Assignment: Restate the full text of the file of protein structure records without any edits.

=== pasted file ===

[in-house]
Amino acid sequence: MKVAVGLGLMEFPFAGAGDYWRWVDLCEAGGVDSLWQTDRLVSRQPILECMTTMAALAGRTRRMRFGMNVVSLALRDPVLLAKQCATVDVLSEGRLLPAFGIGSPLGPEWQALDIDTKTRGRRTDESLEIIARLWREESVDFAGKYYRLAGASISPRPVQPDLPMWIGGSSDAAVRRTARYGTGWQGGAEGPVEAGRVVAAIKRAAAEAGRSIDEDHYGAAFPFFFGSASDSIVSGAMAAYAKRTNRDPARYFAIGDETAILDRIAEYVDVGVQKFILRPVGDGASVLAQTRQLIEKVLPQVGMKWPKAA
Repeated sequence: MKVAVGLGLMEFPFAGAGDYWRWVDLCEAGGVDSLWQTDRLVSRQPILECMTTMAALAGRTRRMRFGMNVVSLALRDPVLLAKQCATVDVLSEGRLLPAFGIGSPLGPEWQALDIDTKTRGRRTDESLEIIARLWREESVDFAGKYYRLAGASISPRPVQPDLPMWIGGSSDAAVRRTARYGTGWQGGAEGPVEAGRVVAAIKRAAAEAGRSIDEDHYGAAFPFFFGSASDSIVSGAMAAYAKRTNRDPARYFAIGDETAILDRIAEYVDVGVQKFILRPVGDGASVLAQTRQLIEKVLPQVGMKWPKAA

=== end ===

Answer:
[in-house]
Amino acid sequence: MKVAVGLGLMEFPFAGAGDYWRWVDLCEAGGVDSLWQTDRLVSRQPILECMTTMAALAGRTRRMRFGMNVVSLALRDPVLLAKQCATVDVLSEGRLLPAFGIGSPLGPEWQALDIDTKTRGRRTDESLEIIARLWREESVDFAGKYYRLAGASISPRPVQPDLPMWIGGSSDAAVRRTARYGTGWQGGAEGPVEAGRVVAAIKRAAAEAGRSIDEDHYGAAFPFFFGSASDSIVSGAMAAYAKRTNRDPARYFAIGDETAILDRIAEYVDVGVQKFILRPVGDGASVLAQTRQLIEKVLPQVGMKWPKAA
Repeated sequence: MKVAVGLGLMEFPFAGAGDYWRWVDLCEAGGVDSLWQTDRLVSRQPILECMTTMAALAGRTRRMRFGMNVVSLALRDPVLLAKQCATVDVLSEGRLLPAFGIGSPLGPEWQALDIDTKTRGRRTDESLEIIARLWREESVDFAGKYYRLAGASISPRPVQPDLPMWIGGSSDAAVRRTARYGTGWQGGAEGPVEAGRVVAAIKRAAAEAGRSIDEDHYGAAFPFFFGSASDSIVSGAMAAYAKRTNRDPARYFAIGDETAILDRIAEYVDVGVQKFILRPVGDGASVLAQTRQLIEKVLPQVGMKWPKAA